Inflation has been brought down to single digits, while the changes in macroeconomic conditions and the financial market bring new challenges for monetary management. With increasing capital flows, reduced inflation and a unified exchange rate, money demand is expanding and less stable. Hence, targeting of monetary aggregates is becoming less reliable and the central bank is planning to adopt inflation targeting.
Nigeria’s external position is favorable. International reserves exceed US$54 billion as of end-January 2008. The remaining external debt of US$3.3 billion at end-2007 is largely to multilateral creditors. Foreign exchange markets have improved. The introduction of the Wholesale Dutch Auction System (WDAS) in early 2006 replaced a retail DAS. Regulatory changes in 2006 led to a unification of foreign exchange markets. More recently, the interbank foreign exchange market has become more important owing to an increase in private foreign exchange flows.
Executive Board Assessment
Executive Directors commended the authorities for Nigeria’s strong macroeconomic performance during the last several years. Growth is high, inflation is in single digits, and external debt is low. The economic outlook is favorable, provided that appropriate policies are maintained.
Directors highlighted the essential role that prudent fiscal policies—in particular, the oil-price-based fiscal rule—have played in achieving macroeconomic stability. They encouraged the authorities to secure agreement with the states on a fiscal framework that would continue to delink spending from oil revenue flows, and thus protect macroeconomic stability and the positive outlook for faster growth, reducing poverty, and attaining the Millennium Development Goals.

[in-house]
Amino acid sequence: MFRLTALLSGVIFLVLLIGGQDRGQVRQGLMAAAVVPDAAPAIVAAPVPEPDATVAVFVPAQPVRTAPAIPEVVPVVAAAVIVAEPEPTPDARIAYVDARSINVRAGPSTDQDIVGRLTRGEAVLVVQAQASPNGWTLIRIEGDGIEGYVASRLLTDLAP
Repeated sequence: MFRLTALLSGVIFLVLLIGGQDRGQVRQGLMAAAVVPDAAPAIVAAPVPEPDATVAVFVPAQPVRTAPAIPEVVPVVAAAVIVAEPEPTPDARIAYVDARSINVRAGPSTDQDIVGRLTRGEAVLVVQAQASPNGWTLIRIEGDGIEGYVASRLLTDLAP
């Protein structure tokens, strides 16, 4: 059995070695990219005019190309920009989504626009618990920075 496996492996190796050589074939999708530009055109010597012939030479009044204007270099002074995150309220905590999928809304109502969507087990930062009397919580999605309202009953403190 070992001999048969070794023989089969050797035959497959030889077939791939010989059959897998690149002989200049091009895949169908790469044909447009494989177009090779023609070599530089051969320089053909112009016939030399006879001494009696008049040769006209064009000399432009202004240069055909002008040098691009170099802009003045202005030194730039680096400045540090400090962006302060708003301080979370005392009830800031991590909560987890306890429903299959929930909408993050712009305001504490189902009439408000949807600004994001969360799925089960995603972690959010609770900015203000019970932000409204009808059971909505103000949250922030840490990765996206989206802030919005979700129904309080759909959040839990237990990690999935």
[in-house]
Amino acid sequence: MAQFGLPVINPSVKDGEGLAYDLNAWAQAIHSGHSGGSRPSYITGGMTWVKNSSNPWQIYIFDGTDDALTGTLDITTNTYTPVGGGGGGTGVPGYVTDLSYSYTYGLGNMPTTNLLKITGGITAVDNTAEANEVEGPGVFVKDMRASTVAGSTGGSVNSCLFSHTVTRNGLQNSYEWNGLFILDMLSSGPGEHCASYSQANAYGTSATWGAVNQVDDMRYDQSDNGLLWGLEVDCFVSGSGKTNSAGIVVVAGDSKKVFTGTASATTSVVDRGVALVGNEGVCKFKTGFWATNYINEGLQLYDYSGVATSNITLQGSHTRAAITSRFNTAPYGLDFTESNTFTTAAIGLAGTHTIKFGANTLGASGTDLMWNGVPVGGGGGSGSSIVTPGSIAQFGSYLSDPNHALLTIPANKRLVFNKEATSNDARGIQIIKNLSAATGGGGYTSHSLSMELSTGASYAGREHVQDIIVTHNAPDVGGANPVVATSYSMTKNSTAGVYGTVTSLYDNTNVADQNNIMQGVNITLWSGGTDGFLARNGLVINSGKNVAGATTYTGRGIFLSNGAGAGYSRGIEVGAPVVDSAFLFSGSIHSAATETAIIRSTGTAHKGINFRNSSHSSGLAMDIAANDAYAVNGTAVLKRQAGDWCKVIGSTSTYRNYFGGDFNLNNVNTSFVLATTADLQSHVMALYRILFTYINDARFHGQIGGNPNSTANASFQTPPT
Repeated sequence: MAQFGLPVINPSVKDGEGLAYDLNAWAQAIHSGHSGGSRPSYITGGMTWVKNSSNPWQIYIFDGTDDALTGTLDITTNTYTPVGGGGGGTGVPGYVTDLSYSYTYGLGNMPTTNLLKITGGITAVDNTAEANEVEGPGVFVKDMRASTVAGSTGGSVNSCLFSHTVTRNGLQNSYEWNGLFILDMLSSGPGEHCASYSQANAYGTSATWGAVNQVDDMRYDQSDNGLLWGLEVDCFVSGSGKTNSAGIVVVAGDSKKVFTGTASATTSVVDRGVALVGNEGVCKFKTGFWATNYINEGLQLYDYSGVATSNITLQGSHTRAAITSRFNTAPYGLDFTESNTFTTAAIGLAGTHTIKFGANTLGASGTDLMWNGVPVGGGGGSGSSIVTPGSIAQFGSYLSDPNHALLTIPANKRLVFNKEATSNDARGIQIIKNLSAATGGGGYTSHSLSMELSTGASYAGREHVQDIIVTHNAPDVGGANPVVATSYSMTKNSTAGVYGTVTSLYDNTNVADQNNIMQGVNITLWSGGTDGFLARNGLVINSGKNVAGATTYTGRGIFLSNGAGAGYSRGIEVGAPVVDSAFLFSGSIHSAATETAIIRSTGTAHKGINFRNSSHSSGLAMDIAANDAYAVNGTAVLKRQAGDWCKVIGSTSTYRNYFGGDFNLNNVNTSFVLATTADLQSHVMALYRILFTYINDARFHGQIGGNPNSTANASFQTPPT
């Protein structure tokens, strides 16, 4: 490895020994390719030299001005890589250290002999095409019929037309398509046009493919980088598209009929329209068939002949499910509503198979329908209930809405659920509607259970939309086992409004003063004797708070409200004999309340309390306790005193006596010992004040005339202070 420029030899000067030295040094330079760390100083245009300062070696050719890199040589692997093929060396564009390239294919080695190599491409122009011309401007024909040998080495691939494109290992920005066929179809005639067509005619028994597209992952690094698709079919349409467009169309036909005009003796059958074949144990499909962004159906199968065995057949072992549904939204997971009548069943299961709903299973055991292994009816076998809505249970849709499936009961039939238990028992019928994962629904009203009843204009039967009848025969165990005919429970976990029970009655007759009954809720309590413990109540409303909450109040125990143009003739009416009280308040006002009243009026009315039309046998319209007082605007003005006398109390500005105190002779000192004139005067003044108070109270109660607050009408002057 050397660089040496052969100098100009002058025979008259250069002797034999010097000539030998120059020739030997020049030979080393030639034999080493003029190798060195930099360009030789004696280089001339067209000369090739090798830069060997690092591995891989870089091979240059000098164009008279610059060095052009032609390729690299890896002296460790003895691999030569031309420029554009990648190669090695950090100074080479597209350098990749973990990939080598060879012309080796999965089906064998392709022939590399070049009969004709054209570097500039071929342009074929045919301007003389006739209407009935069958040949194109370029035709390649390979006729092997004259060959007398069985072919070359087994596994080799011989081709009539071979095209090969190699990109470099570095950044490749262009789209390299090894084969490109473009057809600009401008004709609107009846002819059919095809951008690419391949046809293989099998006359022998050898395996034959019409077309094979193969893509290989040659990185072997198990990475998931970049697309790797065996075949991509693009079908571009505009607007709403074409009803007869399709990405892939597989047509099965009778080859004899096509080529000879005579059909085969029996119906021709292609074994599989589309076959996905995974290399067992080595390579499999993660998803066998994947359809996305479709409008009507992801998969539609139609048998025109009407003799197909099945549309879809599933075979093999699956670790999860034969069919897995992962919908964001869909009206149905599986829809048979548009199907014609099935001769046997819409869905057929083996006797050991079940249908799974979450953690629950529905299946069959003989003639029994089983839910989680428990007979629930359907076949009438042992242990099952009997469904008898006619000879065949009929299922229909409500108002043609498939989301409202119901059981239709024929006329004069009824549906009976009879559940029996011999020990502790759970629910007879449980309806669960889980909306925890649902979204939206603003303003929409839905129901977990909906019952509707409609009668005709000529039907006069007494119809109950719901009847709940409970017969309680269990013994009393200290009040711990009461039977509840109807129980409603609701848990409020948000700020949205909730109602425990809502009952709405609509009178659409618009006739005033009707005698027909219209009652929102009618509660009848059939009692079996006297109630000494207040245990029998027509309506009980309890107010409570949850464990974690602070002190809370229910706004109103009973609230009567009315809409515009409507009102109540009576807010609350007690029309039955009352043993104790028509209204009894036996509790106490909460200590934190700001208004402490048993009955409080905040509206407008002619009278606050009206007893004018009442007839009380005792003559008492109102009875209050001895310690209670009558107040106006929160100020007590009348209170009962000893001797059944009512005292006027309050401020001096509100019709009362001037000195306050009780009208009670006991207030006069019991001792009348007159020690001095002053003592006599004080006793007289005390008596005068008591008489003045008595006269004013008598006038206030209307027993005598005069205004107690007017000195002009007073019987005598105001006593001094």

Directors considered the government’s medium-term fiscal strategy a sound foundation for fiscal policies, and encouraged the authorities to adhere to the strategy’s deficit targets. Spending on priority areas has increased appropriately during the last few years within a prudent resource envelope and in line with absorptive capacity, providing scope to address pressing infrastructure needs. At the same time, Directors cautioned that if overall spending were to again increase significantly, medium-term prospects for non-oil growth would likely deteriorate, to the detriment of development and poverty alleviation efforts.
Directors encouraged the authorities to finalize and implement the debt management framework, including at the level of state and local governments. They supported the authorities’ intention to rely only on concessional external financing, to avoid the re-accumulation of unsustainable debt.
Directors recognized the challenges for monetary management arising from less predictable money demand, owing to the rapidly changing financial system and increased capital flows. They took note of the central bank’s plans to introduce inflation targeting at the appropriate juncture, while emphasizing the importance of improving the understanding of the inflation process and the monetary policy transmission mechanism. In this regard, they welcomed the authorities’ intention to move forward with an inflation targeting regime only once the institutional underpinnings for it are firmly in place.